What stood out the most about him when we met were his storytelling abilities, his funny bone, and his relentless Customer Obsession. An Amazon veteran with more than 13 years with the organization, he’s also a boomerang – someone who left Amazon and later returned. Since his return about 4 years ago, he has been leading Amazon India’s effort to understand new internet users, help them break barriers to online shopping, and reap all of its benefits.
Meet Zahid Khan, Director – India Reach, whose journey at Amazon has meandered from tech to marketing to understanding consumer shopping behaviors. Hear about how he became a boomerang, how he has explored different job families at Amazon over the years, his experience planting and growing many seed initiatives from zero to millions of users, and more.
Zahid, tell us a bit about your professional journey prior to Amazon and your time here.
I grew up in the Middle East, my dad used to be an engineer in Kuwait. I studied there, went to the US for a bachelor's degree, and worked for four years as a software engineer in California. Then I did a Master's in Computer Science.
I joined Amazon right after post-graduation in a role that doesn't exist anymore – Technical Product and Program Manager (TPPM) – which took a Software Development Manager (SDM), a Technical Program Manager (TPM), and a Product Manager (PM), rolled them into one, and assigned the person a small team.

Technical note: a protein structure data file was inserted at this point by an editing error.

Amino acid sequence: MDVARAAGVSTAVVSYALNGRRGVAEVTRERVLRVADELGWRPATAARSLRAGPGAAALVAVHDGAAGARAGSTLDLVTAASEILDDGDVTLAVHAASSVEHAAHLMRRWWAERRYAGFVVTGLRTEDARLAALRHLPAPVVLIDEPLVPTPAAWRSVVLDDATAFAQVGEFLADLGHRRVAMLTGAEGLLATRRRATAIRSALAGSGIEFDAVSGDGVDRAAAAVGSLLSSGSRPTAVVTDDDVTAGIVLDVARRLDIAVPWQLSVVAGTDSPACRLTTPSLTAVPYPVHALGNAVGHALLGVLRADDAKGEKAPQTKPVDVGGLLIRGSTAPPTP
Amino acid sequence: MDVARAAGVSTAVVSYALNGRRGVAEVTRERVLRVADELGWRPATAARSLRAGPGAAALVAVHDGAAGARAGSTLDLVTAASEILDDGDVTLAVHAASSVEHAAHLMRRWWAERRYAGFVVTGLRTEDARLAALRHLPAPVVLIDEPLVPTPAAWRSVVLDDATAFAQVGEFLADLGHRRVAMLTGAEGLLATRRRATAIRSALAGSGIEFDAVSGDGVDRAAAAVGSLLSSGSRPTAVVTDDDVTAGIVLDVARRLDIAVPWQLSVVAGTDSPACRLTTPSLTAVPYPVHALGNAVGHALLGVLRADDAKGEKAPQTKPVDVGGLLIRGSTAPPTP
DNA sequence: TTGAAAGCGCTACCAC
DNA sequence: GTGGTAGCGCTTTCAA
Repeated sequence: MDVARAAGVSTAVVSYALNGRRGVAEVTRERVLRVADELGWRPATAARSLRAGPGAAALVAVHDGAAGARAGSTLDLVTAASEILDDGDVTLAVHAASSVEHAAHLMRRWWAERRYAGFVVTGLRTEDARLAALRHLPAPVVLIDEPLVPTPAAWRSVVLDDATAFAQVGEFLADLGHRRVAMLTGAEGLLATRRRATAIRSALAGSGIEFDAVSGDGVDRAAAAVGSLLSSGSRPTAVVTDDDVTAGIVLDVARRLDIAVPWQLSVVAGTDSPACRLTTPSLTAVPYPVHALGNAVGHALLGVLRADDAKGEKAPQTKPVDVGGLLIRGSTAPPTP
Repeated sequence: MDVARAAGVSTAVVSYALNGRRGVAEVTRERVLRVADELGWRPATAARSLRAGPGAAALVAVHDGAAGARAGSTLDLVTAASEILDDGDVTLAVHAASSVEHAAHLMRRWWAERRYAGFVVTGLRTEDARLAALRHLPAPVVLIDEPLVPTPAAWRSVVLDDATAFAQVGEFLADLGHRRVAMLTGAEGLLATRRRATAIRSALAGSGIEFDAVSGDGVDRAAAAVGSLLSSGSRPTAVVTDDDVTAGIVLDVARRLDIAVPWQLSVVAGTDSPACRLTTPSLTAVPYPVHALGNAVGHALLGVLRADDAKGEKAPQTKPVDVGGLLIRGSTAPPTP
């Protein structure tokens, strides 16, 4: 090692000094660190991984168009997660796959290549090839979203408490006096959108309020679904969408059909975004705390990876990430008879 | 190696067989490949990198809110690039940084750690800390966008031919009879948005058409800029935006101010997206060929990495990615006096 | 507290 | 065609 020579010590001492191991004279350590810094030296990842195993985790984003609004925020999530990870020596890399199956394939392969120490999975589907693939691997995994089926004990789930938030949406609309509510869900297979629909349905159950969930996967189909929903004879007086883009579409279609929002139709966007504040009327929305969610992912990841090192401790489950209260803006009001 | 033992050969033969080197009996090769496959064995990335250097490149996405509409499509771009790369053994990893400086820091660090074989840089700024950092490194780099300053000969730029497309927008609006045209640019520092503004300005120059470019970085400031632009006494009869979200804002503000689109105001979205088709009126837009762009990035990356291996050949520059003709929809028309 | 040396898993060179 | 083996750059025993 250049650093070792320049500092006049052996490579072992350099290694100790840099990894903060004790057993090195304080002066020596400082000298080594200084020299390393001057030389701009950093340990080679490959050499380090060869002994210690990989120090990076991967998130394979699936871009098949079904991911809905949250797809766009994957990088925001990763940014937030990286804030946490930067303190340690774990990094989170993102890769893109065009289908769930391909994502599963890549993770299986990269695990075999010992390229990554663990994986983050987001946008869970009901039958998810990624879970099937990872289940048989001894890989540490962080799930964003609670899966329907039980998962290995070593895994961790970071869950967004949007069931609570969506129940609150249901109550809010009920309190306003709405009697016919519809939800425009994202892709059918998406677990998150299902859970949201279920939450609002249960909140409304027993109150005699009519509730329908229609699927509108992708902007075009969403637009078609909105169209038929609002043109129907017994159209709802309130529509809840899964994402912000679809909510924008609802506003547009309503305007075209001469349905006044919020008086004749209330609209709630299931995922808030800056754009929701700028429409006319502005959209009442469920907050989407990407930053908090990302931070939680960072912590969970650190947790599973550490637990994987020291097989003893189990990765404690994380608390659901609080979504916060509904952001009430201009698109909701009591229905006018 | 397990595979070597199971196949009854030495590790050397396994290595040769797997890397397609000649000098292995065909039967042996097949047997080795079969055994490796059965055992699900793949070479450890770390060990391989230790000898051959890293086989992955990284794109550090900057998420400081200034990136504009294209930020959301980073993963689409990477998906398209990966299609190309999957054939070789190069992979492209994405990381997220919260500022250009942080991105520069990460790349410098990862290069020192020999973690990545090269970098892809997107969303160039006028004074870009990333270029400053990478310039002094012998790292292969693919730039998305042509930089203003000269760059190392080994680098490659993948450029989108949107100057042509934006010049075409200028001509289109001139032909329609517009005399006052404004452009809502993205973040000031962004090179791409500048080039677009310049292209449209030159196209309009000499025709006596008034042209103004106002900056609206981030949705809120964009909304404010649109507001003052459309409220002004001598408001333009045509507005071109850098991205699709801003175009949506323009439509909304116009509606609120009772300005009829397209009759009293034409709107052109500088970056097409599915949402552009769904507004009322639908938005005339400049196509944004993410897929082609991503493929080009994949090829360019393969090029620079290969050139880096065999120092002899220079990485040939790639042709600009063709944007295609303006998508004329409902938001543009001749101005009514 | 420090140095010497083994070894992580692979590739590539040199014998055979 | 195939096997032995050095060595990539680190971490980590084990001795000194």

It was very challenging because the PM part of me wanted to build more and more value for customers, and the TPM part of me wanted to deliver on time. So, it was a little bit schizophrenic [chuckles]. It didn't last too long, but it taught me a lot.
Initially, I was a coder. I then did a systems analyst role, which was a nice transition path from coding to understanding systems and business. And for me then, product management was a natural and logical next step that I really enjoyed.
I'm a high-level thinker. I used to think ‘mental models’ even before I knew the phrase, which was super helpful for product management.
I've done many roles at Amazon – TPPM, TPM, PM, Marketing Manager, and now I guess you would call me a General Manager. But if you were to put a gun to my head and ask me which one job family I belonged to… I'm a builder, so I'd probably say Product Management. I really like solving customer problems with whatever tools you need to solve them – whether technical or non-technical.
How did you chance upon a Marketing Manager role, given your background was completely technical?